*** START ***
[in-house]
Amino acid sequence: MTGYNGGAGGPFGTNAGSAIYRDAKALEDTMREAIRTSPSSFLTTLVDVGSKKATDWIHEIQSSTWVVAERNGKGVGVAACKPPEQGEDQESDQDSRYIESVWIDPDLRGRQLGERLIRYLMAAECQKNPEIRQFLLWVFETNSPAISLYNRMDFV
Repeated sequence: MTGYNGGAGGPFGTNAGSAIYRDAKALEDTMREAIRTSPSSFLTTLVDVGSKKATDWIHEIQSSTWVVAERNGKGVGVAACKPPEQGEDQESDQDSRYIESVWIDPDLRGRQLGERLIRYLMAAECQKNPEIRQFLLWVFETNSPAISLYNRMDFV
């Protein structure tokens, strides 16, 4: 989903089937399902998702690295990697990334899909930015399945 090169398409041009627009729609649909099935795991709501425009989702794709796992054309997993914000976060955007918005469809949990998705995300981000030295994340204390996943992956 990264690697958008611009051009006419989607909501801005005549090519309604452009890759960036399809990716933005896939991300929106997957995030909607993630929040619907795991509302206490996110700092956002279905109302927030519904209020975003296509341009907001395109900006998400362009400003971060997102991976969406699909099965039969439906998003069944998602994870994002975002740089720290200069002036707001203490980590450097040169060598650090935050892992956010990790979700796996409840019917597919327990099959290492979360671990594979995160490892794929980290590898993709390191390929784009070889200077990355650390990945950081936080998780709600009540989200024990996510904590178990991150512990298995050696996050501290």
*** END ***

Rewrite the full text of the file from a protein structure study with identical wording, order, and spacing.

[in-house]
Amino acid sequence: MTGYNGGAGGPFGTNAGSAIYRDAKALEDTMREAIRTSPSSFLTTLVDVGSKKATDWIHEIQSSTWVVAERNGKGVGVAACKPPEQGEDQESDQDSRYIESVWIDPDLRGRQLGERLIRYLMAAECQKNPEIRQFLLWVFETNSPAISLYNRMDFV
Repeated sequence: MTGYNGGAGGPFGTNAGSAIYRDAKALEDTMREAIRTSPSSFLTTLVDVGSKKATDWIHEIQSSTWVVAERNGKGVGVAACKPPEQGEDQESDQDSRYIESVWIDPDLRGRQLGERLIRYLMAAECQKNPEIRQFLLWVFETNSPAISLYNRMDFV
């Protein structure tokens, strides 16, 4: 989903089937399902998702690295990697990334899909930015399945 090169398409041009627009729609649909099935795991709501425009989702794709796992054309997993914000976060955007918005469809949990998705995300981000030295994340204390996943992956 990264690697958008611009051009006419989607909501801005005549090519309604452009890759960036399809990716933005896939991300929106997957995030909607993630929040619907795991509302206490996110700092956002279905109302927030519904209020975003296509341009907001395109900006998400362009400003971060997102991976969406699909099965039969439906998003069944998602994870994002975002740089720290200069002036707001203490980590450097040169060598650090935050892992956010990790979700796996409840019917597919327990099959290492979360671990594979995160490892794929980290590898993709390191390929784009070889200077990355650390990945950081936080998780709600009540989200024990996510904590178990991150512990298995050696996050501290």